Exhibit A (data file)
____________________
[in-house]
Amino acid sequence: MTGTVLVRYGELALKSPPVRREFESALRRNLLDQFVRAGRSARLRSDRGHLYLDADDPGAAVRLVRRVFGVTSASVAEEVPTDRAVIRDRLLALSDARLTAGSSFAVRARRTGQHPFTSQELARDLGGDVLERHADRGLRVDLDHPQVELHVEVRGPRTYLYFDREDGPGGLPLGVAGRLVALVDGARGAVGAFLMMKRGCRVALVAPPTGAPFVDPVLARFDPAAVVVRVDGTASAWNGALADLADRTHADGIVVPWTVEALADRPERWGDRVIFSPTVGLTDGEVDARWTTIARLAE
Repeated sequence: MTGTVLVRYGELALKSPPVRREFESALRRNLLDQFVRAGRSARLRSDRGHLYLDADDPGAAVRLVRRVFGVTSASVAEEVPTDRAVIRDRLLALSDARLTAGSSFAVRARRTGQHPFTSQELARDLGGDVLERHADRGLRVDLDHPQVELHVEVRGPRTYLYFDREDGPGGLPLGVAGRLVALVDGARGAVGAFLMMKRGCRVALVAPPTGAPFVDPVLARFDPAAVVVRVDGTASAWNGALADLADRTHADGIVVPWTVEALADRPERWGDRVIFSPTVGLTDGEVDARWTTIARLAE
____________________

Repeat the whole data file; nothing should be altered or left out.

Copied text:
[in-house]
Amino acid sequence: MTGTVLVRYGELALKSPPVRREFESALRRNLLDQFVRAGRSARLRSDRGHLYLDADDPGAAVRLVRRVFGVTSASVAEEVPTDRAVIRDRLLALSDARLTAGSSFAVRARRTGQHPFTSQELARDLGGDVLERHADRGLRVDLDHPQVELHVEVRGPRTYLYFDREDGPGGLPLGVAGRLVALVDGARGAVGAFLMMKRGCRVALVAPPTGAPFVDPVLARFDPAAVVVRVDGTASAWNGALADLADRTHADGIVVPWTVEALADRPERWGDRVIFSPTVGLTDGEVDARWTTIARLAE
Repeated sequence: MTGTVLVRYGELALKSPPVRREFESALRRNLLDQFVRAGRSARLRSDRGHLYLDADDPGAAVRLVRRVFGVTSASVAEEVPTDRAVIRDRLLALSDARLTAGSSFAVRARRTGQHPFTSQELARDLGGDVLERHADRGLRVDLDHPQVELHVEVRGPRTYLYFDREDGPGGLPLGVAGRLVALVDGARGAVGAFLMMKRGCRVALVAPPTGAPFVDPVLARFDPAAVVVRVDGTASAWNGALADLADRTHADGIVVPWTVEALADRPERWGDRVIFSPTVGLTDGEVDARWTTIARLAE